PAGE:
Thakar Singh was the cousin of the deposed maharaja Dalip Singh, and in early 1883 decided to go to England to visit him on family business.  But as of November 9 he was still at home and writing to the lieutenant-governor of the Punjab attempting to get permission for the trip.  Sometime in the summer of 1884 he arrived in London, where Sinnett had relocated.

K.H., in a letter to Sinnett during the collapse of the Phoenix venture, sounded a note of patriotic desperation, saying he was “bound to devote the whole of my powers as far as the Chohan will permit me to help my country at this eleventh hour of her misery.”

Another letter from K.H. appealed to patriotic motives repeatedly, commenting that “In the presence of his country perishing in its nationality for want of vitality, and the infusion of fresh forces, the patriot catches at a straw.”

Within two years Thakar Singh embroiled his cousin Dalip in a patriotic scheme involving a plot to restore him to the throne with Russian and French support.  This was regarded as beginning the liberation of all India from British rule.

K.H. had referred to a “dark satire” in the phrase “jewel in the crown” and HPB had called British rule “that curse of every land it fastens itself upon”– in the very letter where she welcomed the friendship of the Sirdar and expressed hope of finding a descendant of Ranjit Singh.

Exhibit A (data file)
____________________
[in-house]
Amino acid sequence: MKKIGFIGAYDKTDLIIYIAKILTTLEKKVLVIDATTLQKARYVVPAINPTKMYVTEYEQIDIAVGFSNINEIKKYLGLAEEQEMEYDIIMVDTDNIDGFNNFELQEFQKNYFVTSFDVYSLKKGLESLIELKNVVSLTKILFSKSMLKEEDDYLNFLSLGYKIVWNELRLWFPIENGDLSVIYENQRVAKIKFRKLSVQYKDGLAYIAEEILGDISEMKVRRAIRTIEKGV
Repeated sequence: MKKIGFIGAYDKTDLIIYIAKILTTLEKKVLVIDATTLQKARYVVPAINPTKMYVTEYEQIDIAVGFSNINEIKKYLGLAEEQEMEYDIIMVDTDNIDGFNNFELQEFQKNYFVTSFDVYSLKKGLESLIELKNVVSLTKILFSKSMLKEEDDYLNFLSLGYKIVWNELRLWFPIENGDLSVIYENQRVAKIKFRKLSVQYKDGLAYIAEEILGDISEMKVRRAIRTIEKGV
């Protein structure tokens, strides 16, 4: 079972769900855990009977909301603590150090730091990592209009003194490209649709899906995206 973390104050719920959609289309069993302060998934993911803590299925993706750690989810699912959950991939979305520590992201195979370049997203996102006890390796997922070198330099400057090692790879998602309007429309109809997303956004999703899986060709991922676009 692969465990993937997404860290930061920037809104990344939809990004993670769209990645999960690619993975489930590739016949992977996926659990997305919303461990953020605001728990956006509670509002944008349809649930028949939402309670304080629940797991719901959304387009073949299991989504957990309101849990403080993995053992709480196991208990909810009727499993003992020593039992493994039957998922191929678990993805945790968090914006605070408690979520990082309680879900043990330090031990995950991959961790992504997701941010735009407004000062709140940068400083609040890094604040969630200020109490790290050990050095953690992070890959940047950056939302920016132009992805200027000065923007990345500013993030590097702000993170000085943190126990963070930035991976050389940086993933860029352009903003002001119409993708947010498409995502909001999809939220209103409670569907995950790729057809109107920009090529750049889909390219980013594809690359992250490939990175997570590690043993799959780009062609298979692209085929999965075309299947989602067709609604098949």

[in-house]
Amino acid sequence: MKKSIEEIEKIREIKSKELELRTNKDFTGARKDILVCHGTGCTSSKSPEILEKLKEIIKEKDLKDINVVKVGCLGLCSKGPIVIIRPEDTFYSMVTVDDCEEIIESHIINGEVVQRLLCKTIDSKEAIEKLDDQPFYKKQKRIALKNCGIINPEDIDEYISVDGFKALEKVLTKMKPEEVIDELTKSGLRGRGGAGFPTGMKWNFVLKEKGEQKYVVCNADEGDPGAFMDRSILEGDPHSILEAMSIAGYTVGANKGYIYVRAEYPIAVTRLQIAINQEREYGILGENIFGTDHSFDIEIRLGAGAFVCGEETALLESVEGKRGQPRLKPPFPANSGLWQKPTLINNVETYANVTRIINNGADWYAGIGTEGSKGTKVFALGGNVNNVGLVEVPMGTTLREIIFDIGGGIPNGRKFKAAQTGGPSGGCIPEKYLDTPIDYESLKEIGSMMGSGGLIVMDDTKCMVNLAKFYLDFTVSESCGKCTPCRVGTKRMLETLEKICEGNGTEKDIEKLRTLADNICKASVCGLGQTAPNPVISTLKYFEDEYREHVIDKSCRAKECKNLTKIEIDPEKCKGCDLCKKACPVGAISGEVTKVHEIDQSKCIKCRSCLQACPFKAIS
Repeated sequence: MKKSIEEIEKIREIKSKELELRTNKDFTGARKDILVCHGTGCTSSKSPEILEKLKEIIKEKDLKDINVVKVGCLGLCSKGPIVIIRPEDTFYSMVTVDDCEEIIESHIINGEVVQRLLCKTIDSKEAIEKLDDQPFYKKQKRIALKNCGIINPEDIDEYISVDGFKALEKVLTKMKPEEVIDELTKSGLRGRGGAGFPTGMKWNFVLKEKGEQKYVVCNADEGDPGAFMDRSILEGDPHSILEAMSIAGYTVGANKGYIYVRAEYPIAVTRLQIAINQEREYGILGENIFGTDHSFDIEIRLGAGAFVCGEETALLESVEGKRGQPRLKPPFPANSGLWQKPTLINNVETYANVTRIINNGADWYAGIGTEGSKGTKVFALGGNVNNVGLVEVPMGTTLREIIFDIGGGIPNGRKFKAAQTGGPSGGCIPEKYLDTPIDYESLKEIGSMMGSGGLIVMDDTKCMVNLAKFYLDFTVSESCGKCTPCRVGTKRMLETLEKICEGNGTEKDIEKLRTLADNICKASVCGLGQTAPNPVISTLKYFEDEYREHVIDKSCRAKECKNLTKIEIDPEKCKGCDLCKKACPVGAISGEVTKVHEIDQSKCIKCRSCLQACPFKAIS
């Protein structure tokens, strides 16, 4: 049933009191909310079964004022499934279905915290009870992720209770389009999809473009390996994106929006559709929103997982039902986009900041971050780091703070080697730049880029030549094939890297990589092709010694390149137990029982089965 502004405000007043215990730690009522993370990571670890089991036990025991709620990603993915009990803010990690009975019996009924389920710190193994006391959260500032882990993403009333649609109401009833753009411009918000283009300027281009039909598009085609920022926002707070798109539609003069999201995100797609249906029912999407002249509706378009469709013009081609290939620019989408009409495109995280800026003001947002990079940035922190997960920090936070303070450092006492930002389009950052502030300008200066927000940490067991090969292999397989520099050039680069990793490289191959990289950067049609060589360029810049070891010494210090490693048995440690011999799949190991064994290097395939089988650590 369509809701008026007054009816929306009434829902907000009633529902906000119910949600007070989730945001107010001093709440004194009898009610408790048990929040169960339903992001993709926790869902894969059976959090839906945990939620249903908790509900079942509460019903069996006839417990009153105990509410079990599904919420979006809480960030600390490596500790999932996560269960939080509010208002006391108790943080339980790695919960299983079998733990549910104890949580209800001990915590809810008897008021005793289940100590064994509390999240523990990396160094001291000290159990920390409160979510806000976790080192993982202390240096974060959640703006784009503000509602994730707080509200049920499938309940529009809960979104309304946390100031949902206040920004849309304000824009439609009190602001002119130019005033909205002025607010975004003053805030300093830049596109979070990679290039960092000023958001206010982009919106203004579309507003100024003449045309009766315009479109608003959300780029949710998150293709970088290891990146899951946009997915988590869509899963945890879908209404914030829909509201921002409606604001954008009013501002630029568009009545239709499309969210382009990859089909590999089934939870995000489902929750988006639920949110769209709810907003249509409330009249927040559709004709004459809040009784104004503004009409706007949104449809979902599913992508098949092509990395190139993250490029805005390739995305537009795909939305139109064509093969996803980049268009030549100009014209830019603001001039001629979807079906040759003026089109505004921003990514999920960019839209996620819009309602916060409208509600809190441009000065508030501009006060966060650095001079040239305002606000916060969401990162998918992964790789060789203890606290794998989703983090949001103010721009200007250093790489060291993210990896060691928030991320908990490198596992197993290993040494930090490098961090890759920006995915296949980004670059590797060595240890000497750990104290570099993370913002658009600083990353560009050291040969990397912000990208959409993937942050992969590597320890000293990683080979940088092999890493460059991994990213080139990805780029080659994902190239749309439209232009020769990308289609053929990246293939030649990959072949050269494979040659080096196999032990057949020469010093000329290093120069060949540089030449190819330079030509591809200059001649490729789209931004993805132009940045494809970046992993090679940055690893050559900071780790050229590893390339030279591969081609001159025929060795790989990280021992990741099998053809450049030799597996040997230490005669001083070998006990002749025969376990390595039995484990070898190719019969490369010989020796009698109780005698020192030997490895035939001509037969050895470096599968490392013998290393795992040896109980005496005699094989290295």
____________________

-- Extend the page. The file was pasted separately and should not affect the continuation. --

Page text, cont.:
In an April 1884 letter to Alexis Coulomb written in Paris, HPB said in reference to the Mahatmas that “there is one here now and there will be also in London.”  This was during the period when Thakar Singh was attempting to go to London.

Olcott received an unsigned letter saying that “unless you put your shoulder to the wheel yourself Kuthumi Lal Singh will have to disappear off the stage this fall.”  Later the same month of June 1883, two more Mahatma letters came to Olcott,recommending that he “put your whole soul in answer to A.P.S. [Sinnett] from K.H.” and that he “Be careful about letter to Sinnett.  Must be a really Adeptic letter.”  This coincides with the period when Thakar Singh decided to leave India.

In 1896 Olcott toured the Punjab again.  On their first evening in Lahore, he and his companion Lilian Edger dined at the home of Sirdar Amrao Singh, described as a “pillar of strength in our Lahore branch.”  Amrao Singh had been a conspirator in the plot to restore Dalip Singh to the throne, lending a servant for Thakar Singh’s use in delivering secret letters to various maharajas appealing for support.

On the same trip they were visited by Bhai Gurmukh Singh, who had become the greatest figure in the Singh Sabha movement, after beginning his career as a protege of Thakar Singh and his colleagues.

Dayal Singh Majithia, another Sirdar who welcomed Olcott, Brown, and Damodar to Lahore, was present at the TS convention for 1884 which led to the forming of the Indian National Congress.  Dayal Singh supported Thakar Singh’s anti-British schemes, although Gurmukh Singh opposed them.

As of September 1 I have a dozen natal charts from the BOL Lessons about historically identifiable individuals, and will devote the next year to discussing them. For literary pseudonyms lacking birth and death dates, any historian relying on such data is left hanging in mid-air– are these real people or not? For the year ahead I will discuss real people with confirmed dates and places of birth and death and ignore alleged, semi-fictional entities with no dates or places of birth, no parents, just magical Mahatmas we meet in dreams and visions but never interrogate about history.